Mixing with the proles

In Bloomsbury again the next day for a bank holiday design and craft fair at Mary Ward House. I have a soft spot for craft fairs, having helped run a craft shop once, and I feel a kinship with the designers sitting bored behind their stalls, answering inane questions about kilns and receiving empty compliments. But it’s the venue that steals the show, a lovely Arts and Crafts house, founded in the 1890s by the novelist Mary Ward with the intention of enabling the wealthy and educated to live among the poor and introduce them to the consolations of beauty and knowledge. We’d call that patronising. We’re wrong. It’s a high ideal, to ease the burden of poverty and ignorance and, in Ward’s words, save us from “the darker, coarser temptations of our human road”.

An Oscar-winning argument for Zionism

Speaking of which, I am unable to empty my mind of Ken Livingstone and his apologists as I sit in the cinema and watch the just-released Academy Award-winning Son of Saul, a devastating film about one prisoner’s attempt to hold on to a vestige of humanity in a Nazi death camp. If you think you know of hell from Dante or Michelangelo, think again. The inferno bodied forth in Son of Saul is no theological apportioning of justice or deserts. It is the evisceration of meaning, the negation of every grand illusion about itself mankind has ever harboured. There has been a fashion, lately, to invoke Gaza as proof that the Holocaust is a lesson that Jews failed to learn – as though one cruelty drives out another, as though suffering is forfeit, and as though we, the observers, must choose between horrors.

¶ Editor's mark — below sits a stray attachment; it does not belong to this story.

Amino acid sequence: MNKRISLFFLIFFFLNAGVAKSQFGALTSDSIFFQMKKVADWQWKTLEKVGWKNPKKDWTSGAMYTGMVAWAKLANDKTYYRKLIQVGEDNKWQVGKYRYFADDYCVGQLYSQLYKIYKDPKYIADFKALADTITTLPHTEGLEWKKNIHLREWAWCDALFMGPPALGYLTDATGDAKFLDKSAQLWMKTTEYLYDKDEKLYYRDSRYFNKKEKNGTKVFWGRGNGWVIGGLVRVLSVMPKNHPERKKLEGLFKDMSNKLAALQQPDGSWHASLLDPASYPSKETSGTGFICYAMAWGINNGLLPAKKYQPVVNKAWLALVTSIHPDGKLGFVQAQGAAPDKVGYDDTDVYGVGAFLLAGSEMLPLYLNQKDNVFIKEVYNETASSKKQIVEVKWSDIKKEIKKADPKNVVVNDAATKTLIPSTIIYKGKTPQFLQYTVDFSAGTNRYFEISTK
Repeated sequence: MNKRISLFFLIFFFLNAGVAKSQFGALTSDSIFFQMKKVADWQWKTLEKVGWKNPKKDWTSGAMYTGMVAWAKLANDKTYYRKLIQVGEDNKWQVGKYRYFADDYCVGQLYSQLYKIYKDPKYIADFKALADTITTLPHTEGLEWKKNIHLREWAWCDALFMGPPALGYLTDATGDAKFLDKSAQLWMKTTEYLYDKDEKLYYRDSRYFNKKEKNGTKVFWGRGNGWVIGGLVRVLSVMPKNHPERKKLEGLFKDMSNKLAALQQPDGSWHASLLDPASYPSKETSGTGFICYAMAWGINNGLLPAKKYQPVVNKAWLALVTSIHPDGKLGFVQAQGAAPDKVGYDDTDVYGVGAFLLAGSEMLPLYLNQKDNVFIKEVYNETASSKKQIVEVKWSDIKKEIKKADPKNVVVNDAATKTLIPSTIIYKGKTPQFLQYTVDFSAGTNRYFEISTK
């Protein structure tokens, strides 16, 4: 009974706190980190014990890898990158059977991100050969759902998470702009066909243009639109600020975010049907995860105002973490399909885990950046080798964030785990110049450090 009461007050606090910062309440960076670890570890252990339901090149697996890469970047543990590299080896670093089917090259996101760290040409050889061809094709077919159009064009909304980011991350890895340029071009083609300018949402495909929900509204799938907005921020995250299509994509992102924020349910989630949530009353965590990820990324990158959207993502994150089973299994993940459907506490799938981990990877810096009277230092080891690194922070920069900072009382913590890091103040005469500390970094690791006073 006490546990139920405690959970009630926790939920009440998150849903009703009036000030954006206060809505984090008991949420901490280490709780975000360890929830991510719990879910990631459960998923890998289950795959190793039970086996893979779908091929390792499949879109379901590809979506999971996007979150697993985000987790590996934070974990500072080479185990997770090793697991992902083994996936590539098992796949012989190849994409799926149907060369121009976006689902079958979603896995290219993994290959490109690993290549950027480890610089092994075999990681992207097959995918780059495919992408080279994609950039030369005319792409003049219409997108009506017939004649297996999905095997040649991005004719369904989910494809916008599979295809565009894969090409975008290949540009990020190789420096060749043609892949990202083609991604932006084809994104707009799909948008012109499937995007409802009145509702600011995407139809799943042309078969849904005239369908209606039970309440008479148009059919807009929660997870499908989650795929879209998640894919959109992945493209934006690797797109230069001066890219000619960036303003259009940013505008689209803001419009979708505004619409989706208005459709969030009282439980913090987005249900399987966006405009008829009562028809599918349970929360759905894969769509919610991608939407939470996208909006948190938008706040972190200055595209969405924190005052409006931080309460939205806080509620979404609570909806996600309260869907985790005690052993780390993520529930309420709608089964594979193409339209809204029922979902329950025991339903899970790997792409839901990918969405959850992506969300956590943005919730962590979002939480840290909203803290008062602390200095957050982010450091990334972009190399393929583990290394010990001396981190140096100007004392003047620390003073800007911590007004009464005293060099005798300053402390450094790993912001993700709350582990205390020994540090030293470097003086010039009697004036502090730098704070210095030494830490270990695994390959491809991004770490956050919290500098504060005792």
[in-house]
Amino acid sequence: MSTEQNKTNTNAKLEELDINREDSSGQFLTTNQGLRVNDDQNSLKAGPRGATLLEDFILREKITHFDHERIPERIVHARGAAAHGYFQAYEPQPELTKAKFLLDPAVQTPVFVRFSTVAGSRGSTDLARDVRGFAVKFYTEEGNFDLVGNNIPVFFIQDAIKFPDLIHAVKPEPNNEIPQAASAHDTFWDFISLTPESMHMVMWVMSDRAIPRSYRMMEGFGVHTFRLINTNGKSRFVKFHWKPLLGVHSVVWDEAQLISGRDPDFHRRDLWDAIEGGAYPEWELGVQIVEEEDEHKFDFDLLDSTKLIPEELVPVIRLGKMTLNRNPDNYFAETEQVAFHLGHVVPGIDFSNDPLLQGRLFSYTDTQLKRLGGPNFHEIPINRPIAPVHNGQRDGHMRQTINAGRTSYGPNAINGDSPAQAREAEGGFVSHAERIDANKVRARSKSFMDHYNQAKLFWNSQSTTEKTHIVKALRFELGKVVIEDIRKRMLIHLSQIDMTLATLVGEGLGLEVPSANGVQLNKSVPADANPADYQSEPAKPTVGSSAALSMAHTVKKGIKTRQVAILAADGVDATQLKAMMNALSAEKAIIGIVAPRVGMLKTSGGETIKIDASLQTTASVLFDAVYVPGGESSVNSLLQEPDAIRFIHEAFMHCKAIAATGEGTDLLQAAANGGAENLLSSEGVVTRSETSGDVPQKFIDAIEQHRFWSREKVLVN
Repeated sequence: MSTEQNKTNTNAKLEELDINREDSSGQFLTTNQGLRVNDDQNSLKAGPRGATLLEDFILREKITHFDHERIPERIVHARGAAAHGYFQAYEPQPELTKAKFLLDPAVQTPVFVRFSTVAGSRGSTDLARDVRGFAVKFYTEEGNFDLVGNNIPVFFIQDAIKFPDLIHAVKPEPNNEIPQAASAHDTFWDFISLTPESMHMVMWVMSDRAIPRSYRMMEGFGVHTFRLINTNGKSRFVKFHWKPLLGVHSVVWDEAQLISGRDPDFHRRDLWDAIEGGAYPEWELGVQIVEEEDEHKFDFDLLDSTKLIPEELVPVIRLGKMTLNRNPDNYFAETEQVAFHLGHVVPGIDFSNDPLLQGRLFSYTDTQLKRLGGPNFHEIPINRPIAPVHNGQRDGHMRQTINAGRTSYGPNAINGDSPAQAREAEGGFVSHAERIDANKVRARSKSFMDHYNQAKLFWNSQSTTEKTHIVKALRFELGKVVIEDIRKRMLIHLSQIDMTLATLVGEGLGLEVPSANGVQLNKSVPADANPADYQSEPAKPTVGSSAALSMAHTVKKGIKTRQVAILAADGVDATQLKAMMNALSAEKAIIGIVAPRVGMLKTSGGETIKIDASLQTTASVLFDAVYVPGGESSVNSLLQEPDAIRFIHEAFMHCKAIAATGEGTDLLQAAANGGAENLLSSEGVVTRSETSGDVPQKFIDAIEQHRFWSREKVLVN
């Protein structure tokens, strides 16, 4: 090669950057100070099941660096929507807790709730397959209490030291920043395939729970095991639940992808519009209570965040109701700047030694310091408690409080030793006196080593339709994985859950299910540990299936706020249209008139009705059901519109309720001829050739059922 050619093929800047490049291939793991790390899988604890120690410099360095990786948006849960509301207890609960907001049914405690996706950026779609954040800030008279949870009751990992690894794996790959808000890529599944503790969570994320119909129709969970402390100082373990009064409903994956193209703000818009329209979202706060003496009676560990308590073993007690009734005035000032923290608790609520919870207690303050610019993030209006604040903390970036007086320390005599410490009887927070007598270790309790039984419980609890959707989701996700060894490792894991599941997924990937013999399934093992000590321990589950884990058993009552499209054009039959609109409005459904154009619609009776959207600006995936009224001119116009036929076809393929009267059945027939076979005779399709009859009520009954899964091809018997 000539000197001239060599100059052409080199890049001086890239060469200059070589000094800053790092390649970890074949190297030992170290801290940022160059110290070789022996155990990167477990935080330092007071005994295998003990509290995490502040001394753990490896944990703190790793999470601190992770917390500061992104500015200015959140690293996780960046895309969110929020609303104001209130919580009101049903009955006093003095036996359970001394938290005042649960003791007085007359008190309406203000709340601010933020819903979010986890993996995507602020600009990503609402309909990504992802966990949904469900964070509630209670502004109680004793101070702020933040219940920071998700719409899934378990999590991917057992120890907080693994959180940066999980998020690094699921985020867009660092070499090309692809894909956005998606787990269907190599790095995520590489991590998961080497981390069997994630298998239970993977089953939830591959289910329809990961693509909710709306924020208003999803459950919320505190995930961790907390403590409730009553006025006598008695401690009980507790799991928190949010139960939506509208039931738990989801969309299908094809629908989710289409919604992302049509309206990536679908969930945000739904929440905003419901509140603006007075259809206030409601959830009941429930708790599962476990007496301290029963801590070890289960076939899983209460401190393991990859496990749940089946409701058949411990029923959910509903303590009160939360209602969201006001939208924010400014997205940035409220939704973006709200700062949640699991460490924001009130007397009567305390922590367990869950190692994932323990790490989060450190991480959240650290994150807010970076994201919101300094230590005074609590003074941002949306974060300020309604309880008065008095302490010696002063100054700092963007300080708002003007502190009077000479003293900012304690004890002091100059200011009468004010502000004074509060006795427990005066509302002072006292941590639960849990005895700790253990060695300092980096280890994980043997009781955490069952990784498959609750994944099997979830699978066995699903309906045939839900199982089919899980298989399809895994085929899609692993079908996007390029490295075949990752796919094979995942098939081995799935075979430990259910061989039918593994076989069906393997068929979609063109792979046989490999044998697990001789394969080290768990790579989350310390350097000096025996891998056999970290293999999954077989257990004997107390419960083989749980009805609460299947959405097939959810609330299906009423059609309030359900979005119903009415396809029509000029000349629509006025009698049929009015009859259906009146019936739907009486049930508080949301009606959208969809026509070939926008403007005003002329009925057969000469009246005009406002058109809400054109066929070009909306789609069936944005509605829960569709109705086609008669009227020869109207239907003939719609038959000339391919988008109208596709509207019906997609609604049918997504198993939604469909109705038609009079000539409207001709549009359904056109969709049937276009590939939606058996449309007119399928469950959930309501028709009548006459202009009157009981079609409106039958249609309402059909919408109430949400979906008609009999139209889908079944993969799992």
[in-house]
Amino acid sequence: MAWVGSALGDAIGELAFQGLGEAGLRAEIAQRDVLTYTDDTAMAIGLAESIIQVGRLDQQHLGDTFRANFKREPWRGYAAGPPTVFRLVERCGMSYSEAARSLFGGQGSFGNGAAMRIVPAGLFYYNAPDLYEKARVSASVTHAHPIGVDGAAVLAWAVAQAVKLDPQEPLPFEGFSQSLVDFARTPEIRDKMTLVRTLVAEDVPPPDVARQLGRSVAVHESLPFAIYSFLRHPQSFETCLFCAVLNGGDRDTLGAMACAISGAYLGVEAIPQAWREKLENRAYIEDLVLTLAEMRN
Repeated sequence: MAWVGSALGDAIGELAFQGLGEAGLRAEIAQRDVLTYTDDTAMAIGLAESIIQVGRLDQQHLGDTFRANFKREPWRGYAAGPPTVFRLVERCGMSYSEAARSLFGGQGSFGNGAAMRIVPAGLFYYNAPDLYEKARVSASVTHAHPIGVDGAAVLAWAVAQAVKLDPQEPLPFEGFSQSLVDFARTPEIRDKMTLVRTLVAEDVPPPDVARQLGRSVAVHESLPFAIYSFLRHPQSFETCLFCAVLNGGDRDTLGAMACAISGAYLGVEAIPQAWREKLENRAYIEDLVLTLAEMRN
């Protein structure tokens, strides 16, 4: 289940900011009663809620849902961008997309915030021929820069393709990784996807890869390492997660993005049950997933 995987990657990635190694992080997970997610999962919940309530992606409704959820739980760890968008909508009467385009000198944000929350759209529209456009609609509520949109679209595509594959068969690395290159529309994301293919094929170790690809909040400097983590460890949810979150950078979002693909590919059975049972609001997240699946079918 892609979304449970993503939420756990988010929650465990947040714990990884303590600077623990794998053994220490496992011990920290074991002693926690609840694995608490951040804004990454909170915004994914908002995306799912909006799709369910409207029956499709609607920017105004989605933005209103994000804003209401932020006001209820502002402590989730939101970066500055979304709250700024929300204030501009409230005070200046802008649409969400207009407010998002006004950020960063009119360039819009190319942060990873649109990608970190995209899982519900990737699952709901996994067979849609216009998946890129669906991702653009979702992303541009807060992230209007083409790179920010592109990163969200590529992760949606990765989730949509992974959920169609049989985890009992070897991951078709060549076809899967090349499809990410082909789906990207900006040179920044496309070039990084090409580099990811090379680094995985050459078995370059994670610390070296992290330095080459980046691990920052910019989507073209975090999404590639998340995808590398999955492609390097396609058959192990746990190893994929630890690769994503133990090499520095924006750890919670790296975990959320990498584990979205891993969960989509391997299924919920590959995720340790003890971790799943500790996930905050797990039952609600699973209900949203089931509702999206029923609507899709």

I defy even Livingstone to watch this film, in which the Jews, once gassed, become “pieces” – Stücke – and not grasp the overwhelming case for a Jewish place of refuge. Zionism pre-dated the camps, and its fulfilment, if we can call it that, came too late for those millions reduced to the grey powder mountains the Sonderkommandos were tasked with sweeping away. It diminishes one’s sympathy for the Palestinian cause not a jot to recognise the arguments, in a world of dehumanising hate, for Zionism. Indeed, not to recognise those arguments is to embrace the moral insentience whose murderous consequence Son of Saul confronts with numbed horror. 

This article first appeared in the 05 May 2016 issue of the New Statesman, The longest hatred